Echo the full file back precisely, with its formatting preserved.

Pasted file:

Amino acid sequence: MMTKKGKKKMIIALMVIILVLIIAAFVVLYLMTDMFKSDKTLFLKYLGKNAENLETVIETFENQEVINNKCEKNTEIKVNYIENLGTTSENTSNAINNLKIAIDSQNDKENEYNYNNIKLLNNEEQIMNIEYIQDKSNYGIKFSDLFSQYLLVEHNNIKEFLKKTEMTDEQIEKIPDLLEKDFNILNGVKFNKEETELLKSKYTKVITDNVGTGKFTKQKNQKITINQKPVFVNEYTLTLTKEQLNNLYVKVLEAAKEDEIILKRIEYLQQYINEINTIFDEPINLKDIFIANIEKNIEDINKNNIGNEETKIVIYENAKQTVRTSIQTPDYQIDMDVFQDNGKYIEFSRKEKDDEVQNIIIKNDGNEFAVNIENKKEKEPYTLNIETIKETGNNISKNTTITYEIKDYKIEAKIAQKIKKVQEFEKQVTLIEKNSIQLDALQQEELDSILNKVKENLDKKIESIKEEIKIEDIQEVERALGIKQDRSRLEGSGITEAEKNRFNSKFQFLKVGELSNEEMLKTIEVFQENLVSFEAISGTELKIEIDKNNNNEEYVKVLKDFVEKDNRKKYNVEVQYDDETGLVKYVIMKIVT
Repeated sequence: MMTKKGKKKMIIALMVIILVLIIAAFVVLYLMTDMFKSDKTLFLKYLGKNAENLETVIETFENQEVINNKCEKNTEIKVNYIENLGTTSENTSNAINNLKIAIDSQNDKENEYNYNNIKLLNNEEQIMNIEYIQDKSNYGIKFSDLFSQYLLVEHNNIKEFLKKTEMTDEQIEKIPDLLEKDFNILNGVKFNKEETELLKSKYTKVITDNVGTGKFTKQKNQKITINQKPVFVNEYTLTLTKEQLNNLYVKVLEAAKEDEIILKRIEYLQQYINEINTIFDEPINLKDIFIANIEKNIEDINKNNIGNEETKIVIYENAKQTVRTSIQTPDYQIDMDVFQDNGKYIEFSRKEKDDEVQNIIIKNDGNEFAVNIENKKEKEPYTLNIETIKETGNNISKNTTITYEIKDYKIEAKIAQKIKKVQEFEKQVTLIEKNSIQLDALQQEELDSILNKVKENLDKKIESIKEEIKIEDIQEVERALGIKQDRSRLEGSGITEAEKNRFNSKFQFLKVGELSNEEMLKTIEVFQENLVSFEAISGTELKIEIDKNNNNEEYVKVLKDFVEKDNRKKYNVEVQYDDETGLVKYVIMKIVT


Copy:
Amino acid sequence: MMTKKGKKKMIIALMVIILVLIIAAFVVLYLMTDMFKSDKTLFLKYLGKNAENLETVIETFENQEVINNKCEKNTEIKVNYIENLGTTSENTSNAINNLKIAIDSQNDKENEYNYNNIKLLNNEEQIMNIEYIQDKSNYGIKFSDLFSQYLLVEHNNIKEFLKKTEMTDEQIEKIPDLLEKDFNILNGVKFNKEETELLKSKYTKVITDNVGTGKFTKQKNQKITINQKPVFVNEYTLTLTKEQLNNLYVKVLEAAKEDEIILKRIEYLQQYINEINTIFDEPINLKDIFIANIEKNIEDINKNNIGNEETKIVIYENAKQTVRTSIQTPDYQIDMDVFQDNGKYIEFSRKEKDDEVQNIIIKNDGNEFAVNIENKKEKEPYTLNIETIKETGNNISKNTTITYEIKDYKIEAKIAQKIKKVQEFEKQVTLIEKNSIQLDALQQEELDSILNKVKENLDKKIESIKEEIKIEDIQEVERALGIKQDRSRLEGSGITEAEKNRFNSKFQFLKVGELSNEEMLKTIEVFQENLVSFEAISGTELKIEIDKNNNNEEYVKVLKDFVEKDNRKKYNVEVQYDDETGLVKYVIMKIVT
Repeated sequence: MMTKKGKKKMIIALMVIILVLIIAAFVVLYLMTDMFKSDKTLFLKYLGKNAENLETVIETFENQEVINNKCEKNTEIKVNYIENLGTTSENTSNAINNLKIAIDSQNDKENEYNYNNIKLLNNEEQIMNIEYIQDKSNYGIKFSDLFSQYLLVEHNNIKEFLKKTEMTDEQIEKIPDLLEKDFNILNGVKFNKEETELLKSKYTKVITDNVGTGKFTKQKNQKITINQKPVFVNEYTLTLTKEQLNNLYVKVLEAAKEDEIILKRIEYLQQYINEINTIFDEPINLKDIFIANIEKNIEDINKNNIGNEETKIVIYENAKQTVRTSIQTPDYQIDMDVFQDNGKYIEFSRKEKDDEVQNIIIKNDGNEFAVNIENKKEKEPYTLNIETIKETGNNISKNTTITYEIKDYKIEAKIAQKIKKVQEFEKQVTLIEKNSIQLDALQQEELDSILNKVKENLDKKIESIKEEIKIEDIQEVERALGIKQDRSRLEGSGITEAEKNRFNSKFQFLKVGELSNEEMLKTIEVFQENLVSFEAISGTELKIEIDKNNNNEEYVKVLKDFVEKDNRKKYNVEVQYDDETGLVKYVIMKIVT